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When There Is No Will

When a person dies without leaving a Last Will and Testament, it's said that they died intestate. When a person dies intestate, that person's property is distributed according to the law. In New York, that law is found in (EPTL 4-1.1).

Who gets what depends on who the living relatives are and their relationship to the Decedent, the person who died. The family members who are entitled to a share of the Decedent's estate when there is no will are called "distributees".

In the simplest terms:

If the Decedent has... then
a spouse (husband or wife) and no children the spouse inherits everything
children* but no spouse children inherit everything
spouse and children* the spouse inherits the first $50,000 plus half of the balance. The children* inherit everything else.
parents but no spouse and no children* the parents inherit everything
siblings (brothers or sisters) but no spouse, children*, or parents the siblings inherit everything
* If a child dies before the Decedent and had children of their own, then the Decedent would have grandchildren. Those grandchildren would step into the Decedent's child's place and inherit in place of the child.

About Decedent's Children
For children to inherit from their parents, New York State requires that there is legal parent-child relationship. In most cases this is not an issue but it's not always clear.

  • Adopted children will inherit just like a biological child.
  • Foster children and stepchildren will not inherit unless they were legally adopted.
  • Children born after the Decedent dies will inherit.
  • Children born outside of marriage, also called non-marital child, will inherit from a male Decedent if paternity is established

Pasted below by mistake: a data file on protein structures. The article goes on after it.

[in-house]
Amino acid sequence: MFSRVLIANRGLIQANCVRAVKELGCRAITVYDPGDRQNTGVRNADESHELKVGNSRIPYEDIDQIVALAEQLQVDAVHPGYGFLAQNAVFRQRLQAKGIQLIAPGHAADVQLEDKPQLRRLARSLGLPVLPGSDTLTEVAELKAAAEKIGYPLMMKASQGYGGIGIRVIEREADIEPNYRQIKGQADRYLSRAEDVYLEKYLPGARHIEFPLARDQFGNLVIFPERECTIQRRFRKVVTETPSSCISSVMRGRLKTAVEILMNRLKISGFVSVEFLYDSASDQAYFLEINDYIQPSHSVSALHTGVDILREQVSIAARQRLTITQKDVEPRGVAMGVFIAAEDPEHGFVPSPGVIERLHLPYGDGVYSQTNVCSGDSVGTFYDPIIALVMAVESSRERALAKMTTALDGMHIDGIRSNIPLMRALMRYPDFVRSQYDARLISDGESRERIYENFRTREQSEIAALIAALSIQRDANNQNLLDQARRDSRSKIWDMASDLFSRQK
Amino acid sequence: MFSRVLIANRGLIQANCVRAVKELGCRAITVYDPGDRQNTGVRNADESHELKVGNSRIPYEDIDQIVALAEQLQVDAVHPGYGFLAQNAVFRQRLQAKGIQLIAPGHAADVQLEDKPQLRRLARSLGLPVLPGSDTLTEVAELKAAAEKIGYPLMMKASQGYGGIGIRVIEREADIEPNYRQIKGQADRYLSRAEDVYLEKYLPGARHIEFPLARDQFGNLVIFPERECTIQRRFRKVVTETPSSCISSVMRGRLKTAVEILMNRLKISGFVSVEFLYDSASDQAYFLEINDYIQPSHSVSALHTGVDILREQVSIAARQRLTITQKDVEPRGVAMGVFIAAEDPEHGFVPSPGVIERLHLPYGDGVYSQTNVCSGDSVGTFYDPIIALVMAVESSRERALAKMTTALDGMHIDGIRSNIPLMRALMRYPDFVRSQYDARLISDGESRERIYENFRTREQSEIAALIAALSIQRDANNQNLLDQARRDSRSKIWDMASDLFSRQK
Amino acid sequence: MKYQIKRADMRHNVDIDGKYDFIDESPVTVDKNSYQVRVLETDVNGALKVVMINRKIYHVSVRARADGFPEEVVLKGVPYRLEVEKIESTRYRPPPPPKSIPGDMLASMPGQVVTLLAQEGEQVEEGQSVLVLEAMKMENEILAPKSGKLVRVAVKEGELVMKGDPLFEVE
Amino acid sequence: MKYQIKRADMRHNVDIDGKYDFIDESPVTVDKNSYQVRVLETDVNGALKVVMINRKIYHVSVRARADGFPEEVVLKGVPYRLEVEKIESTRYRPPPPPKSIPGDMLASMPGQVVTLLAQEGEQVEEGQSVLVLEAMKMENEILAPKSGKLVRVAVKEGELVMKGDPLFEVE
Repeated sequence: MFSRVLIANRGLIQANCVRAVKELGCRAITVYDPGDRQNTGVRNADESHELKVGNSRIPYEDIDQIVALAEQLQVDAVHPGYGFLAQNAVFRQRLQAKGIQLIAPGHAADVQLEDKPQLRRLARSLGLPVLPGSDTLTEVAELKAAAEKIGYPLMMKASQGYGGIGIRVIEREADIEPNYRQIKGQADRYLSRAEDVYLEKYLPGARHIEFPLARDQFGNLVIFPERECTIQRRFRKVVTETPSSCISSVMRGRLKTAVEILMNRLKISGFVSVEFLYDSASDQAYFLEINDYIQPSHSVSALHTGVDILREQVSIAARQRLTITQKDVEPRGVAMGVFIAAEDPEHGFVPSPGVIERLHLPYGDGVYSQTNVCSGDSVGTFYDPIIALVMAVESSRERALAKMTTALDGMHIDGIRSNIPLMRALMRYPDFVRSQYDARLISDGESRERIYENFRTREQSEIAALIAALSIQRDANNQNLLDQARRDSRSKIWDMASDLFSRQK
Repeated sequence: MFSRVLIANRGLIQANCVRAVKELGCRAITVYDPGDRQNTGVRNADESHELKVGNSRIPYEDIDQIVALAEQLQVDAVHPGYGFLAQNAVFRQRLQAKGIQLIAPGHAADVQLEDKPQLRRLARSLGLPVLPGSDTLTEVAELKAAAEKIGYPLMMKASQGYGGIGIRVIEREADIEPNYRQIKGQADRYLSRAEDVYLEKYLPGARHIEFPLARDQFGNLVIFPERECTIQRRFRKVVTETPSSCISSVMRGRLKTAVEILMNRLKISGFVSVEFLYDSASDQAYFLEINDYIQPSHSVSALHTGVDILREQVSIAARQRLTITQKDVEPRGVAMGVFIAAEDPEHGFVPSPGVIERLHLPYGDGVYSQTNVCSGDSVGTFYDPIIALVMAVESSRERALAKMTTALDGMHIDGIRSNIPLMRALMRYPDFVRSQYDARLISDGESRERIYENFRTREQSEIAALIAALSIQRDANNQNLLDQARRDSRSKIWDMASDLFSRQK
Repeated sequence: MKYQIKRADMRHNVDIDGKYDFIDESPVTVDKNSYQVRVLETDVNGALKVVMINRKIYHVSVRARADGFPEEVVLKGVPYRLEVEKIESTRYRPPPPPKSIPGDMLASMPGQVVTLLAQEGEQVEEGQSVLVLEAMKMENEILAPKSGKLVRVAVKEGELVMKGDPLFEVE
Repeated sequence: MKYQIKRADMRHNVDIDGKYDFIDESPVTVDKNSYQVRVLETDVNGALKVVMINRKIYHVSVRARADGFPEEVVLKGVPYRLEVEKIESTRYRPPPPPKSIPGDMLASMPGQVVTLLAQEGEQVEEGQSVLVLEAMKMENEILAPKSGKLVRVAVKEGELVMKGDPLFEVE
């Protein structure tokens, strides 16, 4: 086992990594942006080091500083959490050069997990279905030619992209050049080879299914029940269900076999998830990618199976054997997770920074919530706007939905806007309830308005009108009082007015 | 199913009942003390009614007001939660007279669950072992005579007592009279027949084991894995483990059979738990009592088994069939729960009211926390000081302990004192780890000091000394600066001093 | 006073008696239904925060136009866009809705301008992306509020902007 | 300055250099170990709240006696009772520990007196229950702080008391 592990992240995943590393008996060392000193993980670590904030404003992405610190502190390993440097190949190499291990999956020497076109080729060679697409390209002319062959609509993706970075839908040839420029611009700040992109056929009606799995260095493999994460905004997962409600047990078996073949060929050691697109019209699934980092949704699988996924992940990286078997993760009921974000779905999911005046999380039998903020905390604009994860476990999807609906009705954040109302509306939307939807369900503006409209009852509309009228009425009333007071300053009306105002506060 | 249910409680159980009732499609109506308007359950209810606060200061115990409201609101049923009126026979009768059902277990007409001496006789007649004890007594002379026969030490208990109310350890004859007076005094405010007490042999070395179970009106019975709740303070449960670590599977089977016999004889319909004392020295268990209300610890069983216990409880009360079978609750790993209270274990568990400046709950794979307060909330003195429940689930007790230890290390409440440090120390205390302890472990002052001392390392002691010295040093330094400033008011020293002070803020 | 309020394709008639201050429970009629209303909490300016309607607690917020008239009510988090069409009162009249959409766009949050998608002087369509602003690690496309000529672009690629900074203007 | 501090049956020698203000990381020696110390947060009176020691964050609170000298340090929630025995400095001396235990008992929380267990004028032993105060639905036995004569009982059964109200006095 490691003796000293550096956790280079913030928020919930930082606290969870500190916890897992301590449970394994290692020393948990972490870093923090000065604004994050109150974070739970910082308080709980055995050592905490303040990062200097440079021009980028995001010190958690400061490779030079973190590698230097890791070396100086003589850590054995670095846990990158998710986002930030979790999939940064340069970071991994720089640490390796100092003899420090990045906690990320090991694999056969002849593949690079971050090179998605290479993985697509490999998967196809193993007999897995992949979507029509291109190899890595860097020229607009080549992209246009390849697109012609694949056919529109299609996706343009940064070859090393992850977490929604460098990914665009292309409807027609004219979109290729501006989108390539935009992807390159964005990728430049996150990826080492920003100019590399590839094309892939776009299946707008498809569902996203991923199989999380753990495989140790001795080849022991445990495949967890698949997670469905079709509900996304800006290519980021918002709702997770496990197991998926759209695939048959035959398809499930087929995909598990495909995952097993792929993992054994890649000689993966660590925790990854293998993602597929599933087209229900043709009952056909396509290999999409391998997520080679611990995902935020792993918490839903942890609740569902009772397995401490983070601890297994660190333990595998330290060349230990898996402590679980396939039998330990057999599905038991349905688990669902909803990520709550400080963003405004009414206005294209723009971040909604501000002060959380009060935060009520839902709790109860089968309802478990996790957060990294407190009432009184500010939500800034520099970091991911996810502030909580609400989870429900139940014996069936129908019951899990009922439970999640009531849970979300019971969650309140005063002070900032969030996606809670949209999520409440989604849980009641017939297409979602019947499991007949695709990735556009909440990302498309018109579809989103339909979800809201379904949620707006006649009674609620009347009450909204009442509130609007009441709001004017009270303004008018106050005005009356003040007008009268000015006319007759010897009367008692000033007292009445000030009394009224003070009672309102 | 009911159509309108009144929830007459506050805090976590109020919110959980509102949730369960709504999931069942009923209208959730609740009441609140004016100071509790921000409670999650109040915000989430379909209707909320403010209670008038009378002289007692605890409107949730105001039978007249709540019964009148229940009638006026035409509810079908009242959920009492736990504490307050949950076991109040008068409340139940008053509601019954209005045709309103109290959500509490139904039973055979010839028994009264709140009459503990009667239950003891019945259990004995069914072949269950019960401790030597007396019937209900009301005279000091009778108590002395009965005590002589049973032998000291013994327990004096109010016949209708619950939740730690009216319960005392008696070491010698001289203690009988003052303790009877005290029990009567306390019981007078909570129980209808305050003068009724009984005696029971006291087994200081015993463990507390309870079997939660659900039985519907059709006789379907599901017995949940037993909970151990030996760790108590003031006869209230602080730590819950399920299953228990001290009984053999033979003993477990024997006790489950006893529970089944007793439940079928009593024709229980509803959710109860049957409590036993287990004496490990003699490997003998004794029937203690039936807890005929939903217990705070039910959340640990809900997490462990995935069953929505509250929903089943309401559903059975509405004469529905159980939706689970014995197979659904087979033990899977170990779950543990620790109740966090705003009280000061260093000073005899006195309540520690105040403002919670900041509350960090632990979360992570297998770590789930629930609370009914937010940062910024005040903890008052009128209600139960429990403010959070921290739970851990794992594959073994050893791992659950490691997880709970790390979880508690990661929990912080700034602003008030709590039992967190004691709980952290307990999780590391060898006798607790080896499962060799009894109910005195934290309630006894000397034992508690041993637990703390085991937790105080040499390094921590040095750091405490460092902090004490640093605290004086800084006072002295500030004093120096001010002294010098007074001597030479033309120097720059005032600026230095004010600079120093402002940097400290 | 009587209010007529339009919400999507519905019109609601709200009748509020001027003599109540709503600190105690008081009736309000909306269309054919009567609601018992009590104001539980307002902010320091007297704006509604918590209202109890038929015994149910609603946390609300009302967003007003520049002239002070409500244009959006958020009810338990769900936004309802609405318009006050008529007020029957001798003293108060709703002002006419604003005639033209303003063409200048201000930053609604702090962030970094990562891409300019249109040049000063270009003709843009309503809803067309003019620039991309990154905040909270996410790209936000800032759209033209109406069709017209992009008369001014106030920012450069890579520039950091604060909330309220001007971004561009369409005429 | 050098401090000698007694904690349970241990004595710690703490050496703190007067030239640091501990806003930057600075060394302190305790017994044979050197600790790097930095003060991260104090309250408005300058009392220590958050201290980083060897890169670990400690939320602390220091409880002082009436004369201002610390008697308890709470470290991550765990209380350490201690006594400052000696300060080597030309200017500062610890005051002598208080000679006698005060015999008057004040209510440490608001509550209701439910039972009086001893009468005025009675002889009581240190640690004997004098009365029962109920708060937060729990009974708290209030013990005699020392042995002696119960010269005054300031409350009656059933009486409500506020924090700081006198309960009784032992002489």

• Grandchildren will inherit only if their parent (the Decedent's child) dies before the Decedent died.

If the Decedent has no family at all, then the property will go to New York State.

 

Who Can File An Estate Proceeding

If there is a Will, then the Executor named in the Will files for probate or a small estate in the Surrogate's Court in the county where the Decedent had their primary residence.

If there is no Will, then there is a rule for who can file for administration or a small estate. In general, the "closest distributee" can file for administration or small estate. This means that the Decedent's husband or wife has a prior right over the Decedent's children to file. But if the Decedent didn't have a living husband or wife, then the Decedent's children have equal rights to each other. If the relative with the prior right does not want to administer the estate, then they can sign a renunciation and waiver. In the same way, if relatives have equal rights (such as a Decedent's son and daughter) in an administration proceeding, then the Decedent's children sign waivers. This does not mean that they are giving up their share of the Decedent's estate.

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